Wednesday, April 23, 2014
Inquirer Daily News

Penn National announces anti-horse slaughter policy

Seeking to prevent retired race horses from ending up on dinner plates overseas, North America's largest racetrack operator announced Monday that it will revoke stall privileges for any owner or trainer who knowingly sells a horse for slaughter.

Penn National announces anti-horse slaughter policy

Seeking to prevent retired racehorses from ending up on dinner plates overseas, North America's largest racetrack operator announced Monday that it will revoke stall privileges for any owner or trainer who knowingly sells a horse for slaughter.

Christopher McErlean, vice president of racing for Penn National Gaming Inc., said the policy will take effect immediately and that the company may also bar individuals entirely from racing at any of the five tracks it owns.

“Penn National Gaming has a long-term commitment to the humane treatment of animals and is opposed to the slaughter of racehorses,” said McErlean. “We need horsemen to become educated and use best efforts and practices in how they manage their equine charges and to act in a responsible way when those athletes no longer are able to race."

McErlean went on to say that the company will assist horsemen’s organizations in promoting and advertising available options for retired thoroughbreds.

Philadelphia Park race track  - the focus of a story I wrote for the Inquirer last week - has had a similar policy in place for the past year.

While it is legal to sell horses for slaughter, there are currently no horse slaughter houses in operation in the United States. Instead, horses are trucked by brokers from auctions to plants in Canada and Mexico. Many unwanted horses from this region - including untold numbers of ex-racehorses and Amish buggy and plow horses - are sold to "kill buyers" at New Holland livestock auction in Lancaster every week and shipped to a slaughter plant in Quebec.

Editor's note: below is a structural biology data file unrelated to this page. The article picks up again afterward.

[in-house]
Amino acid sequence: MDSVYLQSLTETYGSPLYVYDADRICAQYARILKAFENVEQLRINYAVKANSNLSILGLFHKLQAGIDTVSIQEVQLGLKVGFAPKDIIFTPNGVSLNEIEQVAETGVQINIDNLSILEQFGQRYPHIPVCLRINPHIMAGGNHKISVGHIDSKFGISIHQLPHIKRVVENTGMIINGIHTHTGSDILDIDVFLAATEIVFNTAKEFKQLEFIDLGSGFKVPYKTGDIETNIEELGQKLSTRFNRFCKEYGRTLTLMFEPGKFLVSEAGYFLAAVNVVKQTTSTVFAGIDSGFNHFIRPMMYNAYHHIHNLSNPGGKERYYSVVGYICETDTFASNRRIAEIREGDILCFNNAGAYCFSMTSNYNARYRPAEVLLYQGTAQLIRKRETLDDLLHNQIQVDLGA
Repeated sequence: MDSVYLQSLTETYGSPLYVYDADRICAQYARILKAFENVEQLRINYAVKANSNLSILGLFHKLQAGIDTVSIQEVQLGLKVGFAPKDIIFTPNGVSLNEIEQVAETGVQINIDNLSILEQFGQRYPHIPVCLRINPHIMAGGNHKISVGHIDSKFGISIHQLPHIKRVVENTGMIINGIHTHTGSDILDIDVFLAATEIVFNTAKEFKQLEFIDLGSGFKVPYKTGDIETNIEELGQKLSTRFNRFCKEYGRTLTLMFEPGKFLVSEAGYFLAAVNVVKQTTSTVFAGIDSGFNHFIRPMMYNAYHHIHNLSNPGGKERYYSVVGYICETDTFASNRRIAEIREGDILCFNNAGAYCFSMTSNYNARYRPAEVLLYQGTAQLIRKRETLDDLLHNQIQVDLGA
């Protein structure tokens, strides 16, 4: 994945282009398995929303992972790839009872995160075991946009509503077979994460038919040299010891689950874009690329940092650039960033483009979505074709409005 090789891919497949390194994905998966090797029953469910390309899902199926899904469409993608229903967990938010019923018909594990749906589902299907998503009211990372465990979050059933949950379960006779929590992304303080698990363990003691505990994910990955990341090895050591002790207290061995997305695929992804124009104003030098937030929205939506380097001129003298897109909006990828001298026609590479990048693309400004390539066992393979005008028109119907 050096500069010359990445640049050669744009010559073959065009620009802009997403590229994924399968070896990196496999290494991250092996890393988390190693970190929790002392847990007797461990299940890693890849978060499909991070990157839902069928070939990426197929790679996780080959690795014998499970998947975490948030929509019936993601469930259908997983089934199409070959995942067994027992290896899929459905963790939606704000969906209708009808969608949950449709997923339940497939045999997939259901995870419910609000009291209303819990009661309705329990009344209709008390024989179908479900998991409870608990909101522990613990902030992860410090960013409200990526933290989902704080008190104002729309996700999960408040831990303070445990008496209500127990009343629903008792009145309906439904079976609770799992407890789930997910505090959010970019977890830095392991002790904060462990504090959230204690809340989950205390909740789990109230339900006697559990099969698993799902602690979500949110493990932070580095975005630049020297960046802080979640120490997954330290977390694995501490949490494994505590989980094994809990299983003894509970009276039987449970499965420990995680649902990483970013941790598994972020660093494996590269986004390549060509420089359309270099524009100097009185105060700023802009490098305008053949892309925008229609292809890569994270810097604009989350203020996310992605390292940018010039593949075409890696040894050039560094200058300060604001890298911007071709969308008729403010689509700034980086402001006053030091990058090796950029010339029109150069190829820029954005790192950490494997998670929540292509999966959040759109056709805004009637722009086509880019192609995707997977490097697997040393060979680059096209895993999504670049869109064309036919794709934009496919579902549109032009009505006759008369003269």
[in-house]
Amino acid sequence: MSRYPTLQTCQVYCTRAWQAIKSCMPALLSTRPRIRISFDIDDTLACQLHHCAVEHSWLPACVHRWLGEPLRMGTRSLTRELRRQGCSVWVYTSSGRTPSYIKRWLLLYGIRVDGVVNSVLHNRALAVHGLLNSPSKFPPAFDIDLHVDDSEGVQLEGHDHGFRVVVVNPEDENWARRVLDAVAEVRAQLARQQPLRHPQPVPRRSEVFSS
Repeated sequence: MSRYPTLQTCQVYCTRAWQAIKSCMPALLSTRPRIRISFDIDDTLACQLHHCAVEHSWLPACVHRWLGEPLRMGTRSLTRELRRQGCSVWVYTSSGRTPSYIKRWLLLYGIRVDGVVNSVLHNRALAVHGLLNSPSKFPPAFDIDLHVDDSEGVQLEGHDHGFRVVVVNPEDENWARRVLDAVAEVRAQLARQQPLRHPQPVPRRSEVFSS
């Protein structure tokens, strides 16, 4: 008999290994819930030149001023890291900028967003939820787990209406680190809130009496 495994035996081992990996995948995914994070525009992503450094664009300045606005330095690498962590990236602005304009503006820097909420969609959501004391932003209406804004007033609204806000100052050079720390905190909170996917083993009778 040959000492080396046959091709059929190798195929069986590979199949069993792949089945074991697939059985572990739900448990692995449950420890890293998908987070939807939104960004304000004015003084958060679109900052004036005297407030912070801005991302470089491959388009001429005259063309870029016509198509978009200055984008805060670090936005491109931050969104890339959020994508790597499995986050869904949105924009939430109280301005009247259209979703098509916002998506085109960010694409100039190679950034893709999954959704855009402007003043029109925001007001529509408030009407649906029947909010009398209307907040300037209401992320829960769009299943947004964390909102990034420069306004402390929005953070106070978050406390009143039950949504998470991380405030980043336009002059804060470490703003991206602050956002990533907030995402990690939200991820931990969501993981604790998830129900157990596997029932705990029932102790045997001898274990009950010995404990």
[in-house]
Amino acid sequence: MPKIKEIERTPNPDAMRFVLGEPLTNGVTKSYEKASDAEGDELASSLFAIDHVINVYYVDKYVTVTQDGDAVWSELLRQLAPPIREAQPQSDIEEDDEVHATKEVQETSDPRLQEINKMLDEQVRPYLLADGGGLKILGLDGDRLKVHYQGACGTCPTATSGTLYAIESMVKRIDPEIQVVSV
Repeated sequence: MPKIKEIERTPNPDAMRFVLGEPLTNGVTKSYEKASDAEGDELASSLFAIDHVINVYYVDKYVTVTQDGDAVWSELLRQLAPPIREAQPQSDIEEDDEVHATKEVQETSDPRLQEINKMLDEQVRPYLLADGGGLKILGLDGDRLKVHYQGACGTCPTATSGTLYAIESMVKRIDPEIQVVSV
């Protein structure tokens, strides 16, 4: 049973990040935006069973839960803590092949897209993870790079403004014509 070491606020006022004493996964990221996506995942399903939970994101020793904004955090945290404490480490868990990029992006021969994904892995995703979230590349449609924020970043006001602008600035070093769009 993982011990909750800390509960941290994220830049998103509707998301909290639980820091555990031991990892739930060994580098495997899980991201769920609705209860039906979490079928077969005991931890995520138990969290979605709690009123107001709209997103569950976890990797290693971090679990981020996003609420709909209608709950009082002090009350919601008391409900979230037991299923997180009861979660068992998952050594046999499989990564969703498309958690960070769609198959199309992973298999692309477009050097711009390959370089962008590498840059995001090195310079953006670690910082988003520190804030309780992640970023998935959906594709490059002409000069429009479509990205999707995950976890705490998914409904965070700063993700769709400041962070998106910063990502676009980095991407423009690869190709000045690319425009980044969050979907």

While many in the horse industry support slaughter as an alternative to the fate of unwanted horses who are abandoned or otherwise suffer from neglect and abuse, anti-slaughter advocates are focusing on federal legislation, now under consideration in Congress, that would ban the sale of U.S. horses for slaughter.

Here's the Penn National policy statement: 

 “Any horsemen stabled at a Penn National Gaming, Inc. owned or operated horse racing facility who knowingly, or without conducting proper due diligence, sells a horse for slaughter, directly or indirectly, will have his or her stalls revoked and may, in addition, be barred from all of our racing properties. Penn National Gaming, Inc. requires that horsemen participating at the Company’s racetracks conduct proper due diligence on those buying horses and encourages horsemen participating at Penn National facilities and industry-wide to support rescue and adoption efforts and to seek humane means of dealing with horses unable to continue racing.”

The policy will take immediate effect at Penn National Gaming’s five wholly owned and operated horse racing facilities – Black Gold Casino at Zia Park (Hobbs, NM), Charles Town Races and Slots (Charles Town, WV), Hollywood Casino, Hotel and Raceway (Bangor, ME), Hollywood Casino at Penn National Race Course (Grantville, PA) and Raceway Park (Toledo, OH.) Penn National Gaming also owns Sanford Orlando Kennel Club in Longwood, FL and recently announced plans to acquire Beulah Park in Grove City, OH.


 

Amy Worden Inquirer Staff Writer
About this blog

Amy Worden Inquirer Staff Writer
Latest Videos:
Also on Philly.com
Stay Connected